Advances in medicine have dramatically improved the prognosis for children with chronic diseases that were previously fatal in childhood and have allowed them to survive to adulthood [1
]. In Japan, 1,000 patients with childhood-onset chronic disease (CCD) attain adulthood every year, and many of them do not have serious sequelae or disabilities [4
]. These high survival rates have increased the number of adolescents confronting the issue of transition from pediatric to adult healthcare [2
]. In addition, the prevalence of some kinds of chronic illnesses in childhood is increasing [5
]. These adolescent patients are still developing socially, and they often lack social experiences because of their childhood disease and have difficulties in adapting to both adult social life within their community and adult healthcare systems [12
]. Therefore, programs are required to ensure a seamless transition of medical care in childhood and adolescence to that in adulthood and to help children grow socially and become independent, working adults.
The transition of young people with CCD and disability from pediatric to adult healthcare has recently received significant attention in literature. Transition has been defined as a multi-faced, active process that attends to the medical, psychosocial, and educational needs of adolescents as they move from child to adult centered care [5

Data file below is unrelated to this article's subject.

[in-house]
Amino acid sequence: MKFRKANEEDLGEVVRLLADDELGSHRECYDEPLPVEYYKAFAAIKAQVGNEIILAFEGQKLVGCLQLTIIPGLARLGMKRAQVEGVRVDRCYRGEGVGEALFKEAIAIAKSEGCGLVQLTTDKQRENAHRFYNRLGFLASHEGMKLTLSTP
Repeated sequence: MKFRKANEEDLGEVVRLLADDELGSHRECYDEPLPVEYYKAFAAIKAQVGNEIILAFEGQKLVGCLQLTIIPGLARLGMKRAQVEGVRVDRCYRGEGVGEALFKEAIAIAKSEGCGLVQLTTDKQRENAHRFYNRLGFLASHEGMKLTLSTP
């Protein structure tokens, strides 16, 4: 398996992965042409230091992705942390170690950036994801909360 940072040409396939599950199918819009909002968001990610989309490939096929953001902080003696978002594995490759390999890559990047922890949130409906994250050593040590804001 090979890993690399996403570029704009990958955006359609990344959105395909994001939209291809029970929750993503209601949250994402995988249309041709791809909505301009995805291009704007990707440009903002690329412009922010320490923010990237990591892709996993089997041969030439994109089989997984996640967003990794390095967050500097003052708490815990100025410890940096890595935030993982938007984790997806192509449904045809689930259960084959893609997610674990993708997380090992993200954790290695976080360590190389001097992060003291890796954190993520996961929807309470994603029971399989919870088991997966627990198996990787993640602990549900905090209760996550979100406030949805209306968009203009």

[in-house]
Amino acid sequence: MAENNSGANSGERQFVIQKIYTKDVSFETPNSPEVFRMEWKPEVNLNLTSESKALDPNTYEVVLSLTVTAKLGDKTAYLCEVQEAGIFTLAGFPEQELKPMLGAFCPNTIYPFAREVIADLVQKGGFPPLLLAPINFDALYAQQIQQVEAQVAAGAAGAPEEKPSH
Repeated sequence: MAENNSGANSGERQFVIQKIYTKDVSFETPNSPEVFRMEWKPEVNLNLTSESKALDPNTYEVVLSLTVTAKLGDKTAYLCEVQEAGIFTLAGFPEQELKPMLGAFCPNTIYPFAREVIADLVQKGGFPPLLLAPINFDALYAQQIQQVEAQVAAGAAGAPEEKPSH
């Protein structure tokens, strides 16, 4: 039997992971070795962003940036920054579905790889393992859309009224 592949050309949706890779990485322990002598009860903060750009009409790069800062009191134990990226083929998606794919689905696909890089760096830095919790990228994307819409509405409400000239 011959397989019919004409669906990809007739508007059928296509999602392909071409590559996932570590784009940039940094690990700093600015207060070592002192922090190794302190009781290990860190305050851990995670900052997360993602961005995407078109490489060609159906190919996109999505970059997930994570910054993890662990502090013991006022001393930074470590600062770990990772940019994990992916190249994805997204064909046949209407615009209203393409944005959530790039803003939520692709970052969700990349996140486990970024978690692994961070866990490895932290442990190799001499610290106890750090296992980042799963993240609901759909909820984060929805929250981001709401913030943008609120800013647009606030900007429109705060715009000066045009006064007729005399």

]. In Europe, the United States, and Australia, the importance of healthcare during this transition period has been acknowledged; there are guidelines for transition care and many studies have reported its effectiveness [13
]. The transition program is mostly problem oriented and its participants include patients, families, pediatricians, nurses, adult healthcare providers, and other healthcare professionals [13
]. Discussions have begun among medical professionals in Japan on whether pediatric or adult healthcare services should provide care to adult patients with CCD [17
Since implementation of this transition requires the cooperation of medical professionals (i.e., mainly pediatricians and nurses), it is important to ascertain the views of these professionals on this issue. To date, no survey has investigated the policies of different types of healthcare professionals on transition care for pediatric patients with chronic disease attaining adulthood in Japan. We conducted a questionnaire survey to compare awareness with regard to the problems involved in healthcare for adults with CCD and the transition programs between pediatricians at pediatric hospitals and nurses specializing in adolescent care.